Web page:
Almost My Birthday
January is my birthday month, and recently I’ve found myself thinking about the birthdays that I’ve had, in what is very quickly becoming a long life. I’ve never been one to get excited about my birthday, although as a child, each year after starting school, I was given a birthday party with school friends invited. My main memory of these parties are there was always a beautiful ice cream birthday cake, and that they were joint parties with my cousin, Ross. Ross is a couple of years younger than me, and his birthday is just a few days after mine. My aunt and uncle and four cousins lived next door to us, so we were quite close. I can understand why it made sense to our mothers to combine our birthday parties. At the time however, I could never understand why we had to have joint parties, meaning that younger boys would also be there. Of course, as soon as I had children of my own, I understood completely.
Finally, in 1967, I was told I could have my choice of birthday party. I’m sure that it was stressed that it be within reason of course. I chose to invite my two friends, who were sisters, to dinner, or tea, as we called it in those days. After that, we would go to the movies. I often went to their house, but now it was my turn to return the favour and I was very excited. I asked Mum if we could have meringues topped with cream and strawberries. This was quite fancy in those days before the pavlova became popular. The day arrived, and as was usual for my birthday, the temperature quickly rose to unbearable heights. In those days before air conditioning, I felt thankful that we had decided to go to the movies after our meal. The movie theatre was the only place in town with air conditioning. But I still remember to this day, that when it came time to serve up the meringues, horror of all horrors, the cream had gone off. Refrigeration then wasn’t as it is today, and our fridge was found wanting in very high temperatures. Mum was not happy, and we didn’t have our dessert, but we weren’t bothered about it at all. We went off to he movies and watched the screen adaptation of the musical, South Pacific. I loved this movie so much, and for days and days after, was constantly singing I’m Gonna Wash That Man Right Outa My Hair. Even today, when hear that song, it brings back memories of my thirteenth birthday.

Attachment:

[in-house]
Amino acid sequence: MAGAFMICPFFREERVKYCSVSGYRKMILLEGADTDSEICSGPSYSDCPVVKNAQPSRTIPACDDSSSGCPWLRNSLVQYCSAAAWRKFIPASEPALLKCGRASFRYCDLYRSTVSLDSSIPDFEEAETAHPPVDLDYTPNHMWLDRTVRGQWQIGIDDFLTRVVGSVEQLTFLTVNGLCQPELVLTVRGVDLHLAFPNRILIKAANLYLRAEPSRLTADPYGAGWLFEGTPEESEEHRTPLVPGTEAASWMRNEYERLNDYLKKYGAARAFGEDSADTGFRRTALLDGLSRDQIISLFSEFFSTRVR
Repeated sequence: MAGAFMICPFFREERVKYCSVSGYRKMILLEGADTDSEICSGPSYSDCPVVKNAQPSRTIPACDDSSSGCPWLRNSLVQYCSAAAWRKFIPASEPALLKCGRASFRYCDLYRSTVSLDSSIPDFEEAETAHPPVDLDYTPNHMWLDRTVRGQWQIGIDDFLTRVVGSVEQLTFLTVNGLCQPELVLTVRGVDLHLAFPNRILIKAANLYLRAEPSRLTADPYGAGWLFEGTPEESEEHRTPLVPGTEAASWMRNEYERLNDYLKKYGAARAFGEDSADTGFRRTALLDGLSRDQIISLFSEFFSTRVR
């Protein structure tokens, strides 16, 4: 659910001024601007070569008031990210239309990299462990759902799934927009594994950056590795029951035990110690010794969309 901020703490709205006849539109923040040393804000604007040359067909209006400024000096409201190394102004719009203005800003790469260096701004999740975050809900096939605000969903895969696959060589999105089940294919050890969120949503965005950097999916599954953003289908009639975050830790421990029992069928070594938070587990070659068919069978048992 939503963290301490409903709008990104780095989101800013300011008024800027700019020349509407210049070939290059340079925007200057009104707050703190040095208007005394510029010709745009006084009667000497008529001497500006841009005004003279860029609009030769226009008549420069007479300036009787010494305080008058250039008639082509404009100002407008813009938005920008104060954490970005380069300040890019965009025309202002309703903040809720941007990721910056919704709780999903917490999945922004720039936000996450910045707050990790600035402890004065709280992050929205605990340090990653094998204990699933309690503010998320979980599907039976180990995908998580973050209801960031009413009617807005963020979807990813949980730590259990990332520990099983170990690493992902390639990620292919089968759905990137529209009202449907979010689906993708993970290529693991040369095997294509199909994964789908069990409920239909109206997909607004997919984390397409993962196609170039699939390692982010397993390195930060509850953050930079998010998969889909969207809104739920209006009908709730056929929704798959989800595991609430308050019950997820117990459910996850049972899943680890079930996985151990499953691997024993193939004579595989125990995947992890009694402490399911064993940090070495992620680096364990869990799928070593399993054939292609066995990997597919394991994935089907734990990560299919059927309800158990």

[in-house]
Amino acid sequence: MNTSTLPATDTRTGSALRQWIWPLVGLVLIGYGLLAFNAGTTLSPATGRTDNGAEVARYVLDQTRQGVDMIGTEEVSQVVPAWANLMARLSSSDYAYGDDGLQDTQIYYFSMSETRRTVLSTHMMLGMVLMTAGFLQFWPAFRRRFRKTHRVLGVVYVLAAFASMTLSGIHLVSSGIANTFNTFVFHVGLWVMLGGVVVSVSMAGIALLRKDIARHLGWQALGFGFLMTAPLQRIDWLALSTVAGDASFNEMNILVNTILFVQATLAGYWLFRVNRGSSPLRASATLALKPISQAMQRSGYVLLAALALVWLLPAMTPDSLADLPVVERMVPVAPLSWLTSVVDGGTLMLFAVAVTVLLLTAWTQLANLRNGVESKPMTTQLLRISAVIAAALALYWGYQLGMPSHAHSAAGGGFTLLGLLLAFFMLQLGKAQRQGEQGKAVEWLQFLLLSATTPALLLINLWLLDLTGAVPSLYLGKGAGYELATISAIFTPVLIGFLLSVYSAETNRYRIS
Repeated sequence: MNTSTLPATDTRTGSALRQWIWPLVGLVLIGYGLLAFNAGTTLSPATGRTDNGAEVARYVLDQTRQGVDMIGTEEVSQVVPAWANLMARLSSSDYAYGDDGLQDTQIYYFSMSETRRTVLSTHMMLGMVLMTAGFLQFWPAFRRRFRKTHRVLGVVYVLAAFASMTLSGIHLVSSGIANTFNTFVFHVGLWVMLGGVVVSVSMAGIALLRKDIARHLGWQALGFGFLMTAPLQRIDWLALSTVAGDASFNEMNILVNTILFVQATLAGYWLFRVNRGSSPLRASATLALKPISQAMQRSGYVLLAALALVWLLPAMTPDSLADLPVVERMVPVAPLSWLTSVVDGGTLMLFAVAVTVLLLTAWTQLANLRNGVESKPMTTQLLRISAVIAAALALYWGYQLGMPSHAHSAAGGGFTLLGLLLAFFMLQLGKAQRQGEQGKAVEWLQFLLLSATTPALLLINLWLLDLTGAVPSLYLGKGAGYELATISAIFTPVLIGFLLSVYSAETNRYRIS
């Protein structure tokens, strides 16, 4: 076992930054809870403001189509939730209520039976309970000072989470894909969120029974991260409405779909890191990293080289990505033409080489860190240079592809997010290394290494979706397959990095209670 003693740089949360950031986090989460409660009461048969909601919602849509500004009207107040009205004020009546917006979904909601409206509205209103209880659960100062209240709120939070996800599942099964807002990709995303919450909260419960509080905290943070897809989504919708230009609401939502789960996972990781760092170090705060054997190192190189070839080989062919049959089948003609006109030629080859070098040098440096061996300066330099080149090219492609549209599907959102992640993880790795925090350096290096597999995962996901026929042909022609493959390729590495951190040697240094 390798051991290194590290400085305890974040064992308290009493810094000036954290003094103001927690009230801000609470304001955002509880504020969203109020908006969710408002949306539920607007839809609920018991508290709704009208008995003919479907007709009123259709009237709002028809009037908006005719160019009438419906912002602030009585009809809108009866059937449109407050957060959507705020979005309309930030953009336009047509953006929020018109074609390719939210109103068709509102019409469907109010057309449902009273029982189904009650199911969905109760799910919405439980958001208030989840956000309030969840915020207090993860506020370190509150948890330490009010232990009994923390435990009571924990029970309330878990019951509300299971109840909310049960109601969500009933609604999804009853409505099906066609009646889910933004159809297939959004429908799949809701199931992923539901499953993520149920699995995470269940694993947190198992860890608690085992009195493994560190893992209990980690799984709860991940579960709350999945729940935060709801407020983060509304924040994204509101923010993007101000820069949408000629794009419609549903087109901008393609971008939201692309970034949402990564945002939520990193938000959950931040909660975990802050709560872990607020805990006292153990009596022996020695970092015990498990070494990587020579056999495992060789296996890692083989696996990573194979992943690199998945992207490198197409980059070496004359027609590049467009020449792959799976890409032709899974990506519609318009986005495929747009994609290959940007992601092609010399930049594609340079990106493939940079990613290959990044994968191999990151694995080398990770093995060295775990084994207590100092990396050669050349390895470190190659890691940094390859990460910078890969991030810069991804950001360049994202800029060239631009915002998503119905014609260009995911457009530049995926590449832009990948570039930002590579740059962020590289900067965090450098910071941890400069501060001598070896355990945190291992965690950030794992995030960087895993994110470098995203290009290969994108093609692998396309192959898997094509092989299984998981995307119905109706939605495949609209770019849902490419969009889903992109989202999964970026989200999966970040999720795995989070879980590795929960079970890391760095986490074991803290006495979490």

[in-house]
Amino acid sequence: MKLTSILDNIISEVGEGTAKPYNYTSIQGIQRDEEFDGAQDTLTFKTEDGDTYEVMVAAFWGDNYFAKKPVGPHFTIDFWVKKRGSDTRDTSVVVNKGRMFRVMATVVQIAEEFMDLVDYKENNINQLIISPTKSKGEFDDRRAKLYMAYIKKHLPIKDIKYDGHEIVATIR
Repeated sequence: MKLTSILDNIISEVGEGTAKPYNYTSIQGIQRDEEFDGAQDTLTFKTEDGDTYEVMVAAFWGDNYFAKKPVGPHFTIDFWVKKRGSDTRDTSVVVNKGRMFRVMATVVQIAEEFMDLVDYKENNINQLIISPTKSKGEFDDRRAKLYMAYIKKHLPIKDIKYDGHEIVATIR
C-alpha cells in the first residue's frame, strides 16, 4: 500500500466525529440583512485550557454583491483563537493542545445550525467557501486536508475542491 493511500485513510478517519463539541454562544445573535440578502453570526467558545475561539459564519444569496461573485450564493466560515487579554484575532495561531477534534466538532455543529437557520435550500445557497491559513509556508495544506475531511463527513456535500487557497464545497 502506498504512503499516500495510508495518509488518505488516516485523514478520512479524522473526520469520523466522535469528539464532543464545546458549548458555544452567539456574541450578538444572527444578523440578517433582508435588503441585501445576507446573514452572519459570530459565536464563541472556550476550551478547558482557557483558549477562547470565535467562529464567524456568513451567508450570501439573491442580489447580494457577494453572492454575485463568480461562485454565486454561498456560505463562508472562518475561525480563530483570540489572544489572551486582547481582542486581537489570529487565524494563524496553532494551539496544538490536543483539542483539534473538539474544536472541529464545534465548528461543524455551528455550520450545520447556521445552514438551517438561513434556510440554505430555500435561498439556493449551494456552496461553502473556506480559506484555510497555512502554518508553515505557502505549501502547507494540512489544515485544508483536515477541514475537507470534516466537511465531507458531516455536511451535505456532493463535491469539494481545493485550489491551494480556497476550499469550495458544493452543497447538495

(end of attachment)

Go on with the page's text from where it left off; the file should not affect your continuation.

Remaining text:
At the time of my 21st birthday, I had already been married for eighteen months and had given birth to my son Steven, just two months earlier. My 21st was the last thing on my mind, with all the worries of a young mum who was struggling to do everything right for her first baby ,and not at all confident that she instinctively knew what to do. I had no idea how to look after a baby until he came along. My whole life revolved around my son, and really my birthday wasn’t on my radar. My cousin invited us over to visit with no mention at all of my birthday. They lived out of town on a farm, and had small children themselves, so we would often go out there to visit pm Saturday nights, and this day was no different, so I made no effort at all to dress up. Imagine my horror to hear ‘surprise!’ shouted at us as we entered, and to see all my family, waiting for my reaction and looking forward to the birthday party that was to follow. I’ve always been thankful that my cousin was thoughtful enough to organise a suprise party for me, but I never was a party girl, and spent most of the night feeling quite embarassed about it all.
When my 60th birthday in 2014, was approaching, for some reason, I started to feel the need to celebrate. The years after 2006 had been quite stressful, after the breakdown of my marriage, but I was in a new relationship, which at the time, I was holding high hopes for. Turning 60 for me felt like a time of renewal and I felt the need to mark it in some way. I knew immediately that I didn’t want to have a big party, or even a small party. At the time, I was extremely fit, probably the fittest that I had ever been in my life. I was cycling, training in the gym, and competing in many fun runs. In a lightbulb moment, and without giving it much serious thought, I decided that for my 60th birthday celebration, I would go to Spain and walk the Camino de Santiago Pilgrimmage walk, finishing at Finisterre, on the coast of the Atlantic Ocean. This would be a walk of over 1000 kilometres that I would do alone. I’ve posted about my experiences many times on this blog, and probably will continue to do so in the future, as this walk was the best thing that I have ever done in my life. When I think of it now, the joy and self satisfaction that I felt on finishing the walk, and still feel, bring tears to my eyes. Walking the Camino de Santiago was the perfect birthday celebration for me!
As you can see, there are large gaps between memories of my birthday celebrations. I never felt the need as an adult, to celebrate my birthday until I turned 60, and I probably won’t celebrate my birthday again in the future, even though these days my partner and I usually go out for a quiet dinner celebration for both our birthdays. He is very similar to me, and feels no need to celebrate his birthday in a big way.
Do you have a special birthday memory? I’d love to hear about it and promise to reply to all comments.
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